The ICRC stressed that “under international humanitarian law, civilians must be protected during conflict”, while the secretary-general of the Norwegian Refugee Council Jan Egeland called it a “grotesque, shameful” attack that showed “blatant disregard for rules of war”.
Save the Children described the incident as “horrific”, and called for a full, immediate and independent investigation into recent attacks on civilians and civilian infrastructure.
It was not immediately clear whether the bus was the target of the air strike, but coalition spokesman Col Turki al-Malki said the attack was “a legitimate military action , conducted in conformity with international humanitarian law”. Image copyright Reuters Image caption Air strikes were reported in the rebel-held capital of Sanaa later on Thursday
He said it had hit “militants responsible for planning and targeting civilians” in the southern Saudi city of Jizan on Wednesday night, where one Yemeni resident was killed and 11 others were injured by fragments from an intercepted ballistic missile that was launched by the Houthis from neighbouring Amran province.
He accused the rebels of using children as “tools and covers for their terrorist acts”.
Later, air strikes were reported in the rebel-held Yemeni capital, Sanaa.
A week ago, at least 55 civilians were killed and 170 others wounded in a series of attacks on the rebel-held Red Sea port city of Hudaydah. The coalition denied that it had carried out air strikes in the area, and blamed the deaths on rebel mortar fire. Why is there a war in Yemen?
Yemen has been devastated by a conflict that escalated in early 2015, when the Houthis seized control of much of the west of the country and forced President Abdrabbuh Mansour Hadi to flee abroad. Media playback is unsupported on your device Media caption The conflict in Yemen has been raging for years – but what is it all about?
Alarmed by the rise of a group they saw as an Iranian proxy, the UAE, Saudi Arabia and seven other Arab states intervened in an attempt to restore the government.
Almost 10,000 people – two-thirds of them civilians – have been killed and 55,000 others injured in the fighting, according to the United Nations.
The fighting and a partial blockade by the coalition has also left 22 million people in need of humanitarian aid, created the world’s largest food security emergency, and led to a cholera outbreak that is thought to have affected a million people. Related Topics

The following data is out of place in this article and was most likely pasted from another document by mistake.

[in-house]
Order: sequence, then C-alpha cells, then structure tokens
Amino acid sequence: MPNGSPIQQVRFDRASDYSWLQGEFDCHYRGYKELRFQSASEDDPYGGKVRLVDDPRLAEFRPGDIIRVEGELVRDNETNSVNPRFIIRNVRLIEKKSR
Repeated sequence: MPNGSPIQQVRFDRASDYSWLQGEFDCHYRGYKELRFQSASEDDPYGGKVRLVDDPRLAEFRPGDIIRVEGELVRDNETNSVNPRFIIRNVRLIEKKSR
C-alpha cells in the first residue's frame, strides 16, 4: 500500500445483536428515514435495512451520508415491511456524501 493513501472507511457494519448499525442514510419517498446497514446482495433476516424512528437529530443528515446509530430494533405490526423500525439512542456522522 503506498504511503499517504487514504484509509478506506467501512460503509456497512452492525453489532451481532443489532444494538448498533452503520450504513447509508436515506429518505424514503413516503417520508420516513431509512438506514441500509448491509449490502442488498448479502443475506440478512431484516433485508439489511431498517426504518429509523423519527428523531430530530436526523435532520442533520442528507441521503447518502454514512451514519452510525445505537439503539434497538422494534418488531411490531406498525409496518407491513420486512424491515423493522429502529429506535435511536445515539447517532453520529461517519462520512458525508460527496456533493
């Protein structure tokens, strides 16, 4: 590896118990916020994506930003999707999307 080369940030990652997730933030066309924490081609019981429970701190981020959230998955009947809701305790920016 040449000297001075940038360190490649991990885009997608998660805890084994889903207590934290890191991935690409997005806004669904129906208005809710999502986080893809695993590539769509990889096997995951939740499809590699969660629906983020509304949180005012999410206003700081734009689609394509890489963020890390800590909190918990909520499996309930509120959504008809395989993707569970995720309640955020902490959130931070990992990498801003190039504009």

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Portland, Maine Is the 2018 Restaurant City of the Year – Bon Appetit « Portland Talks

Portland , Maine Is the 2018 Restaurant City of the Year Bon Appetit Full disclosure: I’ve got a thing for Maine . I went to college there, I got married there, I regularly vacation there. And I’ve always believed that Portland has one of the more vibrant, compelling food scenes, thanks in no small part to all that …
August 7th, 2018 | Tags: google , Maine , news , portland | Category: Google News Leave a Reply

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Dead baby found in American Airlines plane at LaGuardia – NY Daily News

Dead baby found in toilet on American Airlines plane at LaGuardia By Thomas Tracy and and Graham Rayman Aug 07, 2018 | 10:55 AM Port Authority police are investigating the discovery of a dead baby in a toilet on this American Airlines plane (no credit) Workers found a dead baby in a toilet on a plane at LaGuardia Airport early Tuesday, officials and sources said.
The infant, believed to be about 6 months old, was found about 6 a.m. in a toilet on American Airlines flight 1942 out of Charlotte, N.C., sources said. Advertisement
The Airbus A321 was just outside a hanger at the time of the discovery, the sources said. The plane had arrived at LaGuardia at 10:44 p.m. Monday.
Port Authority police and Queens prosecutors are investigating.
The plane was not scheduled to depart LaGuardia again until Wednesday morning, records show.
The city Medical Examiner transported the baby to the Queens morgue, sources said. Advertisement